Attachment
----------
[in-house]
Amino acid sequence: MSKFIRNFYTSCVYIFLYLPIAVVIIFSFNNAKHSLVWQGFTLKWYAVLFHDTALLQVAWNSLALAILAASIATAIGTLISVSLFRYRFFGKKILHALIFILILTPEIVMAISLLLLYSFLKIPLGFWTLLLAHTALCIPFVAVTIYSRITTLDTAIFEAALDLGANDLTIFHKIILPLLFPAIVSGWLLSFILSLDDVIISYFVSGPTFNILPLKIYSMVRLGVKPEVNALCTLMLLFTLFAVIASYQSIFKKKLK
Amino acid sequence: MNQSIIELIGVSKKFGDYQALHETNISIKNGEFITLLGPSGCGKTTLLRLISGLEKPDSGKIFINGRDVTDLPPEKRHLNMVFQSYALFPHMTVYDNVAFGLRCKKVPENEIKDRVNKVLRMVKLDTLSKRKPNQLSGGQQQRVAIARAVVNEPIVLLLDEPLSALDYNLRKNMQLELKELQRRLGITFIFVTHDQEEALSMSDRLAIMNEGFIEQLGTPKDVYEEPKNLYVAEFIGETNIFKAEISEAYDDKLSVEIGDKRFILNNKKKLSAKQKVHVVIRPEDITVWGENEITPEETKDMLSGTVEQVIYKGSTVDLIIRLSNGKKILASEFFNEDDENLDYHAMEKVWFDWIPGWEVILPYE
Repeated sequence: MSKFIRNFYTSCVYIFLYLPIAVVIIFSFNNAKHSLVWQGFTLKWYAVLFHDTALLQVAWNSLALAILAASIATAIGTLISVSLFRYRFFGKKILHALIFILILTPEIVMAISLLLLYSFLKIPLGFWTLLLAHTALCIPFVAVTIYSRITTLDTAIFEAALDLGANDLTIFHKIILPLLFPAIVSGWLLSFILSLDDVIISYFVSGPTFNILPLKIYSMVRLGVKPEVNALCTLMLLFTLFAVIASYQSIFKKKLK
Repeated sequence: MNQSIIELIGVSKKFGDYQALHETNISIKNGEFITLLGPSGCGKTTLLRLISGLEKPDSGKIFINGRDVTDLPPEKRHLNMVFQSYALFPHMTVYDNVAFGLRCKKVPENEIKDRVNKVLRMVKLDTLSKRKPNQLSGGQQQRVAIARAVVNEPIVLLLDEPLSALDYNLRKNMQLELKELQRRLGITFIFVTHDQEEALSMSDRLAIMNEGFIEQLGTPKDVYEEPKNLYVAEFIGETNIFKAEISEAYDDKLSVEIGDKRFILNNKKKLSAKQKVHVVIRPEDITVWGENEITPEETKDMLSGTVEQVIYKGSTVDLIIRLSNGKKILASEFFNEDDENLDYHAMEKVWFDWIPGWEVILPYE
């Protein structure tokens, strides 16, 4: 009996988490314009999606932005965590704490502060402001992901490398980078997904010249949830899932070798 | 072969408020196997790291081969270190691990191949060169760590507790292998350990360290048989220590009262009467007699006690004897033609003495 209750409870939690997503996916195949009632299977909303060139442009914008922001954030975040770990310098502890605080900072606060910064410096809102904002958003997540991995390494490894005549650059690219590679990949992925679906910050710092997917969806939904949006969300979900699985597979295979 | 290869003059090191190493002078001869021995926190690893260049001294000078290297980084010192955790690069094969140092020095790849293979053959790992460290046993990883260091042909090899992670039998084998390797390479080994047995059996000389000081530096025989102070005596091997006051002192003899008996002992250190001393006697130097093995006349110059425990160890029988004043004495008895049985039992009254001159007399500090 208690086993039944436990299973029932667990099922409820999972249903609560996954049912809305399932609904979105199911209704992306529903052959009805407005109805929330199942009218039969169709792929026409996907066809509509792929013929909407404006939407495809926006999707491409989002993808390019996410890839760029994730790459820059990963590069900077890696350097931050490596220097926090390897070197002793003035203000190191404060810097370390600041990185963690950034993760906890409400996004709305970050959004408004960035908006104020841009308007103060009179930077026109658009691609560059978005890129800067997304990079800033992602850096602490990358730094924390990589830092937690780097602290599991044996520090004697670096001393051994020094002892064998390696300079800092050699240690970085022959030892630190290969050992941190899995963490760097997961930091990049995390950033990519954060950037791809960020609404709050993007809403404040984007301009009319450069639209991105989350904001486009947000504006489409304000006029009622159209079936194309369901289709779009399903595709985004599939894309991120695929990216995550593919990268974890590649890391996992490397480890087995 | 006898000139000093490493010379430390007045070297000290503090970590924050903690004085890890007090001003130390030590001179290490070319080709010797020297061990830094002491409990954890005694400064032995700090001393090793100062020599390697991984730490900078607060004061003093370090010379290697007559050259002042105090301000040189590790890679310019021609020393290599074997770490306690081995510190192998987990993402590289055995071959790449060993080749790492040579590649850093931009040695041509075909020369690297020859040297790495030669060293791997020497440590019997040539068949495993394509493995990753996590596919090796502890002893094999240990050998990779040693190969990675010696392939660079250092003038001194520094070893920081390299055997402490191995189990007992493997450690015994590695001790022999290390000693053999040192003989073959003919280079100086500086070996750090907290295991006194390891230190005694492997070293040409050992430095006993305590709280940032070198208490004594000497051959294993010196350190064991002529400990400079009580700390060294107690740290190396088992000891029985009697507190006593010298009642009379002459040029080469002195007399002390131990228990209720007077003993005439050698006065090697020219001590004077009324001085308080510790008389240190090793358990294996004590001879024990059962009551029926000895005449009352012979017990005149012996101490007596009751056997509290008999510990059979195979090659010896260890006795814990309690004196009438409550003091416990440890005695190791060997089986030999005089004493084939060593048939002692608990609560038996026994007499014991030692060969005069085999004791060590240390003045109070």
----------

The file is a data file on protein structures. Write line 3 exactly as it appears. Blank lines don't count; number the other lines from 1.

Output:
Amino acid sequence: MNQSIIELIGVSKKFGDYQALHETNISIKNGEFITLLGPSGCGKTTLLRLISGLEKPDSGKIFINGRDVTDLPPEKRHLNMVFQSYALFPHMTVYDNVAFGLRCKKVPENEIKDRVNKVLRMVKLDTLSKRKPNQLSGGQQQRVAIARAVVNEPIVLLLDEPLSALDYNLRKNMQLELKELQRRLGITFIFVTHDQEEALSMSDRLAIMNEGFIEQLGTPKDVYEEPKNLYVAEFIGETNIFKAEISEAYDDKLSVEIGDKRFILNNKKKLSAKQKVHVVIRPEDITVWGENEITPEETKDMLSGTVEQVIYKGSTVDLIIRLSNGKKILASEFFNEDDENLDYHAMEKVWFDWIPGWEVILPYE